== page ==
Ahhh, gone are the days where you could simply count on your Uncle George or your Mother to track every morsel of food you put in your mouth. And past are the days where you simply penciled your sins into a small tracker page in your purse so you could pore over the results every week in your “Fat Bashers”(TM) meeting. Now you can count on a digital plate to track how much you’ve eaten and a little wristwatch to track how fast you’re putting the food into your face.
The Bite Counter watch subtly clocks the movements between your wrist and your mouth, and is being developed by researchers at South Carolina’s Clemson University. Here’s how they determined the effectiveness of this puppy. They tracked 77 people for a week and determined that the average calories per bite were 17 for men and 11 for women. (I presume, during the study that the women were either taking “petite” bites or had teeny tiny forks.) They multiplied that times 100 (a suspiciously round number if ever I heard one) and said that since 1100 calories and 1700 calories represented low calorie diets, 100 bites is the optimal number of bites for people trying to lose weight.
They also noted that those who counted their bites ate fewer calories than those who didn’t. (At least during the short-term study). And the researchers suggest that the bite meter could be used to measure the rate of speed at which the food was consumed–suggesting that eating more slowly leads to weight loss.
Another device used to measure how fast somebody eats is the new talking plate. FANTASTIC. Now I can have a battery operated widget to ask me if, “I really need to eat that?” and ask me why I haven’t finished my broccoli. It’s like a digital gateway to disordered and non-intuitive eating. YAY! (Not.) The plate also claims to measure my fullness (how I can’t imagine.)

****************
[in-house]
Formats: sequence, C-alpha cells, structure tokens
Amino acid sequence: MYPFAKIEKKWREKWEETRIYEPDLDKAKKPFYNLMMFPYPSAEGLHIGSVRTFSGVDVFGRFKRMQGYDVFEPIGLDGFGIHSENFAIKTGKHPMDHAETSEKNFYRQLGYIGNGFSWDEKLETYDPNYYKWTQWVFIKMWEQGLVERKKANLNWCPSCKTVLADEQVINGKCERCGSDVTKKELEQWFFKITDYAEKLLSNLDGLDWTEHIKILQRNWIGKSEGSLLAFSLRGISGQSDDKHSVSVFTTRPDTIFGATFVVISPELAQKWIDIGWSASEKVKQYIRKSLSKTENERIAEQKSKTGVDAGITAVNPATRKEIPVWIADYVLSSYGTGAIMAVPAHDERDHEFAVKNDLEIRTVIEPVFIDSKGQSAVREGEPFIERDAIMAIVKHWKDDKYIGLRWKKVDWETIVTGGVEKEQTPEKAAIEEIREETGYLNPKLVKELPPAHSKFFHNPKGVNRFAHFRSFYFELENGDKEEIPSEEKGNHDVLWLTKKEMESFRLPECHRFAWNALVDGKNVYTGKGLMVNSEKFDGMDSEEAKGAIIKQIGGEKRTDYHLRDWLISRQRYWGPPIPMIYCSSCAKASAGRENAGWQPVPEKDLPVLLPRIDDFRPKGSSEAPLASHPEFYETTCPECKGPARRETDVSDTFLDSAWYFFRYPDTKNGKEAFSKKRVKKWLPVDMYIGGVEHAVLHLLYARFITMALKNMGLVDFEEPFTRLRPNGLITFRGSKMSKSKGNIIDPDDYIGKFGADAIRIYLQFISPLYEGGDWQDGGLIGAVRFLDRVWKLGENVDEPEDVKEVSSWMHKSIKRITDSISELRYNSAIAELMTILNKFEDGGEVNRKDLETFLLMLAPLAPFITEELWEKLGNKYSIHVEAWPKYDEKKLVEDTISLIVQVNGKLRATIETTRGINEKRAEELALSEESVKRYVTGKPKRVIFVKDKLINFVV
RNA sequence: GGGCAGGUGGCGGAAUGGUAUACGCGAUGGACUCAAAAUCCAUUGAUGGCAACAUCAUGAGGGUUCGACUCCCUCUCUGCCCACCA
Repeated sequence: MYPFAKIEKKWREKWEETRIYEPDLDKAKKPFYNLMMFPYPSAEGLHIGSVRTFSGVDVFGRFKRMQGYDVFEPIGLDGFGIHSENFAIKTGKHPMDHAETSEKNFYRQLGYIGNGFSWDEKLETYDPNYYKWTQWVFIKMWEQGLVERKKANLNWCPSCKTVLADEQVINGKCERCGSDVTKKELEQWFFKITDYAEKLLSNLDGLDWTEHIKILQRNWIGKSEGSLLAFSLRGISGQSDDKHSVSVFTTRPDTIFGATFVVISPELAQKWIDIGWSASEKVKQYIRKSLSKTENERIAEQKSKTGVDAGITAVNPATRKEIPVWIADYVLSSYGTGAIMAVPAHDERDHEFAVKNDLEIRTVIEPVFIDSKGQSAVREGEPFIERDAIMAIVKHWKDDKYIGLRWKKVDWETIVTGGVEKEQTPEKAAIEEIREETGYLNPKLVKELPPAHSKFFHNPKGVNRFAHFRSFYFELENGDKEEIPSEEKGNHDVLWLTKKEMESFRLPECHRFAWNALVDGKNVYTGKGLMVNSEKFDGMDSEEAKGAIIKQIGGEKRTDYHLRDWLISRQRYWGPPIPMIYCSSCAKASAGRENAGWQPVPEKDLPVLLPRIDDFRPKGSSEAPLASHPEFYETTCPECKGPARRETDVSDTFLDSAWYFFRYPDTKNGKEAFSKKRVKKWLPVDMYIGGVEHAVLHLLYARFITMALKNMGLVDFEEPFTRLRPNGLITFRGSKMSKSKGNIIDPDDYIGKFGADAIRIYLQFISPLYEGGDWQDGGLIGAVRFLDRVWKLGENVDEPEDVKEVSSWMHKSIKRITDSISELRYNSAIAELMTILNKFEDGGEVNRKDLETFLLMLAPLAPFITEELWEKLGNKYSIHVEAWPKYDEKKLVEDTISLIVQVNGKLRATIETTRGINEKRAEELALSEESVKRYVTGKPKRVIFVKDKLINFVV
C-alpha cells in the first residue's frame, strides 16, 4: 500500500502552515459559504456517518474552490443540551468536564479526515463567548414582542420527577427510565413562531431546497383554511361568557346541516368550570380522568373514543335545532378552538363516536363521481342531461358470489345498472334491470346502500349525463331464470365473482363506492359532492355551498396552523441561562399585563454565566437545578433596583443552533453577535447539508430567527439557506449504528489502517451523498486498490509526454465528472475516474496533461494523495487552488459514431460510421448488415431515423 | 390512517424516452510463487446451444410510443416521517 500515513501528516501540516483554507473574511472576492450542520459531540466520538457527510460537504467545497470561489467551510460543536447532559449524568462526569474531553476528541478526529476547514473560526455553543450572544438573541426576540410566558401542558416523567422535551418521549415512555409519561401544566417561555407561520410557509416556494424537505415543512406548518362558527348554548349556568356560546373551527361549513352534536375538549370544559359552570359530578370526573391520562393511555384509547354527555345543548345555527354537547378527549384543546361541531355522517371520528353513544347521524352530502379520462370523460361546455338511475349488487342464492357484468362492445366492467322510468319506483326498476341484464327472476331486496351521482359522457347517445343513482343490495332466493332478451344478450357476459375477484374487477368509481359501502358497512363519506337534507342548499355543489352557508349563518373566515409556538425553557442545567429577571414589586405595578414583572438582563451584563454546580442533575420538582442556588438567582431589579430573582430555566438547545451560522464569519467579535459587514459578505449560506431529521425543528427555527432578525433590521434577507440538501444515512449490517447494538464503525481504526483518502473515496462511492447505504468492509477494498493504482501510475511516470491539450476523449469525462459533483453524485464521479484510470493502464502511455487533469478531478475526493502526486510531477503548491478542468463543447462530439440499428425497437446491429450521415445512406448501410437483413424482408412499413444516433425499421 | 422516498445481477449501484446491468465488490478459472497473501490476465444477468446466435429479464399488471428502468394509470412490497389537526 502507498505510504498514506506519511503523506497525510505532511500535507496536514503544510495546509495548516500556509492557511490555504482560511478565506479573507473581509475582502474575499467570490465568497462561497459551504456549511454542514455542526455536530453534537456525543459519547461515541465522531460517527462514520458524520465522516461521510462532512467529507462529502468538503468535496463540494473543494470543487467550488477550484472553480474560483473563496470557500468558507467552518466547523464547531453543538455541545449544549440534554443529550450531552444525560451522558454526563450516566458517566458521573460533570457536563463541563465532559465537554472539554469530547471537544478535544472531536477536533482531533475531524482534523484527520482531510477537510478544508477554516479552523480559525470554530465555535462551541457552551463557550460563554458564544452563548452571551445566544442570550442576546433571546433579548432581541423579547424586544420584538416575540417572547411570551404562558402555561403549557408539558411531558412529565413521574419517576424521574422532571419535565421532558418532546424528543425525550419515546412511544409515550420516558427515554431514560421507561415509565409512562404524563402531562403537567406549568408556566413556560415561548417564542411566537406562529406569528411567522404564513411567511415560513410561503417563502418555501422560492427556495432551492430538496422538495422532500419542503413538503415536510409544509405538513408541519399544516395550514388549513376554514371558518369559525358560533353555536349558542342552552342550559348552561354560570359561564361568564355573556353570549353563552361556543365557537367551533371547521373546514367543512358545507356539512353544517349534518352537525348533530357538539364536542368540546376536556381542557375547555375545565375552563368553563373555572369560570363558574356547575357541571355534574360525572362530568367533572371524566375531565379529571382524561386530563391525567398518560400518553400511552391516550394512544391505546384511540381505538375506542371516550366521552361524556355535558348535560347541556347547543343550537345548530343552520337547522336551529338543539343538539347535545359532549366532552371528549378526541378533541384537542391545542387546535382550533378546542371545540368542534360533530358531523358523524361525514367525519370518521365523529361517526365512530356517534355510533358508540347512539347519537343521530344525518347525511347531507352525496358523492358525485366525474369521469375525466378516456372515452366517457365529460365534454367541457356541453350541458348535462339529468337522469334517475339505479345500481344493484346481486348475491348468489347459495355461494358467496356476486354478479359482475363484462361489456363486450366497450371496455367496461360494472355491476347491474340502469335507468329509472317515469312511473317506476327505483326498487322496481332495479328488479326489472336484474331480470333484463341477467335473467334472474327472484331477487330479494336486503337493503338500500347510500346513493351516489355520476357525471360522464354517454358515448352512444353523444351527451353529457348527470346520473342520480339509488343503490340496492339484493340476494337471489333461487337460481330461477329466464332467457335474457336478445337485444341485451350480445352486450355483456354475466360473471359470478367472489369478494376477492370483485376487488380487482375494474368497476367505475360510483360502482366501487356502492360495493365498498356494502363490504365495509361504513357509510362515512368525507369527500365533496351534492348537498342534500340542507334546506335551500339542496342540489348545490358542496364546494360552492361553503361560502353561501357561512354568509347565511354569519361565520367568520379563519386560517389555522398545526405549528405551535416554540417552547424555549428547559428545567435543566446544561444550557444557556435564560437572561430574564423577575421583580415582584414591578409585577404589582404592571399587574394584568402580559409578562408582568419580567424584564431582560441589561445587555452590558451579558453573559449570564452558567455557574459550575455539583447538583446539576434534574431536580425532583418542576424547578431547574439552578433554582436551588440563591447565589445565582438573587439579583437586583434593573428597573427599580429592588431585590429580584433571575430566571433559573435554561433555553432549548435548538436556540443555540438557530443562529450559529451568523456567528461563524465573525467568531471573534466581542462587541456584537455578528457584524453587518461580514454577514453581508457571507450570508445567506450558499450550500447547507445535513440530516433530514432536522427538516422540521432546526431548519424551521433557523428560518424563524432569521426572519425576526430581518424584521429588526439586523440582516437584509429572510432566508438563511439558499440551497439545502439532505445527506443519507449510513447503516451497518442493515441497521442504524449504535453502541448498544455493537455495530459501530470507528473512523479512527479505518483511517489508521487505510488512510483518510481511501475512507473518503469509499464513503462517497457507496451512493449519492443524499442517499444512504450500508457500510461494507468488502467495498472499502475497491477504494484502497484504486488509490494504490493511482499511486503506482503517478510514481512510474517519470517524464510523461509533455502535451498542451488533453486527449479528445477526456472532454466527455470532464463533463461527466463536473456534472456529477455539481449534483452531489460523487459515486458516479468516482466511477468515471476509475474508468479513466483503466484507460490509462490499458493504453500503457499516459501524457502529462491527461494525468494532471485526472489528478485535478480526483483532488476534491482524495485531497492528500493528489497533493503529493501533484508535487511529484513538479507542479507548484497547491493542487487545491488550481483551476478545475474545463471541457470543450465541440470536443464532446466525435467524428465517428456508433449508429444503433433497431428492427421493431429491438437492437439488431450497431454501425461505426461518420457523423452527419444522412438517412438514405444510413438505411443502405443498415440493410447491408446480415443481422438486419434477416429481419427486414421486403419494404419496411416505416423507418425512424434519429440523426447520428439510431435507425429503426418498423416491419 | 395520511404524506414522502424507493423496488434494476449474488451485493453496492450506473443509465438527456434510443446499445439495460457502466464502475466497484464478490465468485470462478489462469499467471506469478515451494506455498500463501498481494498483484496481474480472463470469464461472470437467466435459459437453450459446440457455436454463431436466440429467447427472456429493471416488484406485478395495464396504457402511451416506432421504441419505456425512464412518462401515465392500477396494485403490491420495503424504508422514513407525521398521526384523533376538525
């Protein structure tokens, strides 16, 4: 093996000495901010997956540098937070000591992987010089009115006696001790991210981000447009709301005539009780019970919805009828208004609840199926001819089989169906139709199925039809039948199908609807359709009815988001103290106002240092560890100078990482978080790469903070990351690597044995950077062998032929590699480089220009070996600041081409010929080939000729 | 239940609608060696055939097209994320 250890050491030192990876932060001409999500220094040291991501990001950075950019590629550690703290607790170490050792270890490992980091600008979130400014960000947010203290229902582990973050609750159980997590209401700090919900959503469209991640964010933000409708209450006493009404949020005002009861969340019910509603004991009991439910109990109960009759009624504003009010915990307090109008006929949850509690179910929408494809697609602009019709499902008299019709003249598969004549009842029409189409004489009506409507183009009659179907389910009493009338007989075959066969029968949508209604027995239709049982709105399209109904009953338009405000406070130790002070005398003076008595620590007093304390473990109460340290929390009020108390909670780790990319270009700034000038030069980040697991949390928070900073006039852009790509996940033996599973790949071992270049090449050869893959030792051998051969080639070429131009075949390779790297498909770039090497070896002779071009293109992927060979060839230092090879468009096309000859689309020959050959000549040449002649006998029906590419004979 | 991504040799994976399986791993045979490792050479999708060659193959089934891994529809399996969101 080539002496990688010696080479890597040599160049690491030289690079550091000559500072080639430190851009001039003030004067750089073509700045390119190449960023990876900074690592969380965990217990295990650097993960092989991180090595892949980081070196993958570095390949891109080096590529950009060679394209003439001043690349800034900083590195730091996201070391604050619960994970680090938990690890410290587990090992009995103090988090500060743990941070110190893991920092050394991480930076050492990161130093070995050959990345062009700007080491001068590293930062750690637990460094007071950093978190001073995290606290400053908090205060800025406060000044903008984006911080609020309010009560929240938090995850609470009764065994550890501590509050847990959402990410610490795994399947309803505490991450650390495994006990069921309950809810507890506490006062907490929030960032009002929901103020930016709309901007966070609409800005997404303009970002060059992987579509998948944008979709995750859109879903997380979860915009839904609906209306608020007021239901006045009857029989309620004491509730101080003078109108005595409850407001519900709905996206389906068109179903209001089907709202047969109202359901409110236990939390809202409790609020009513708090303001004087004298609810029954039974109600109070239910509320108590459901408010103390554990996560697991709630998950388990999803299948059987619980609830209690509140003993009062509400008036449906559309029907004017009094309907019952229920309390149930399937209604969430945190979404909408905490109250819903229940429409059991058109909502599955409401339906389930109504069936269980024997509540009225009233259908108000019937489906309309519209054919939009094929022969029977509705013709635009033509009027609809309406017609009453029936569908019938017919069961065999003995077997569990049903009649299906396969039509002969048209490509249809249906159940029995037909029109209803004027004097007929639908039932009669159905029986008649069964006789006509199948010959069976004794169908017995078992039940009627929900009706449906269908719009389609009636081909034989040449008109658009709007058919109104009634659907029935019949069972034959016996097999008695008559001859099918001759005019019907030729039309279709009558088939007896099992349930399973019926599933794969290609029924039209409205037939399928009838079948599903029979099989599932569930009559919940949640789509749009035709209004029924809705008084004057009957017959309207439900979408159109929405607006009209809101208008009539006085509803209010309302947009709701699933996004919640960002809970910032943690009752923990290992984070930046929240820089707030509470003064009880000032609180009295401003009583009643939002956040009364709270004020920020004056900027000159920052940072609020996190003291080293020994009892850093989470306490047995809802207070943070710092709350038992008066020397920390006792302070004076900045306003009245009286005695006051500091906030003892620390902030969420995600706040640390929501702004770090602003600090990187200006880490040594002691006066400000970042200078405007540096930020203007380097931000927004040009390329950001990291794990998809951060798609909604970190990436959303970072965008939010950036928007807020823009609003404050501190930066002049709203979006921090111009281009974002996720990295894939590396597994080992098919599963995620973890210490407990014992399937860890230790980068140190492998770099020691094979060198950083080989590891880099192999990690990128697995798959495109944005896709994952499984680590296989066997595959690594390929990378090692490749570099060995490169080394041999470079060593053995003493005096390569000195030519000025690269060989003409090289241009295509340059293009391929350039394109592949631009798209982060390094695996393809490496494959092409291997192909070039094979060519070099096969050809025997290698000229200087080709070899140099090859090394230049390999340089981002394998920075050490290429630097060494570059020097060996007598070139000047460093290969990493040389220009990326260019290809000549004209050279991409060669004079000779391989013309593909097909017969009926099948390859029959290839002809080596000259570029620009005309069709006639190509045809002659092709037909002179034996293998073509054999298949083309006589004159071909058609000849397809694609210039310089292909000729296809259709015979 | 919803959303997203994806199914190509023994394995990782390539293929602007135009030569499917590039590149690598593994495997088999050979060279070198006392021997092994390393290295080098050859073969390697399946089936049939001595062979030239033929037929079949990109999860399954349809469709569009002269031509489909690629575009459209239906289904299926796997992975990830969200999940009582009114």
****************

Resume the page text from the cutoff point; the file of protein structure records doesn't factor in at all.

Except all of this is based on some notably faulty assumptions. Low calorie diets have not been proven to lead to long-term weight loss–ever–for all but a tiny fraction of participants. There is absolutely no reason to believe that these gadgets wouldn’t fall into the familiar pattern of lose some weight in the short term, gain it all back in the long term, and then a little more.
But the thing that absolutely terrifies me about these new measuring devices is the probability that fat people will ultimately be shackled to them by insurance companies and corporate wellness programs in the name of cost cutting and discrimination–oops I mean better health. The research behind them is shaky and has been called out by other scientists in the community, the reasoning behind them is flawed in a way that seems obvious even to the most casual observer. But I predict, that in short order, we’ll have fat people on food oriented house arrest in order to keep their corporate insurance policy.
Big Brother is here and he’s watching you–eat.
Want to learn new ways to fight against injustice for fat folks? There’s still time to register for the Fat Activism Conference!
Jeanette DePatie (AKA The Fat Chick)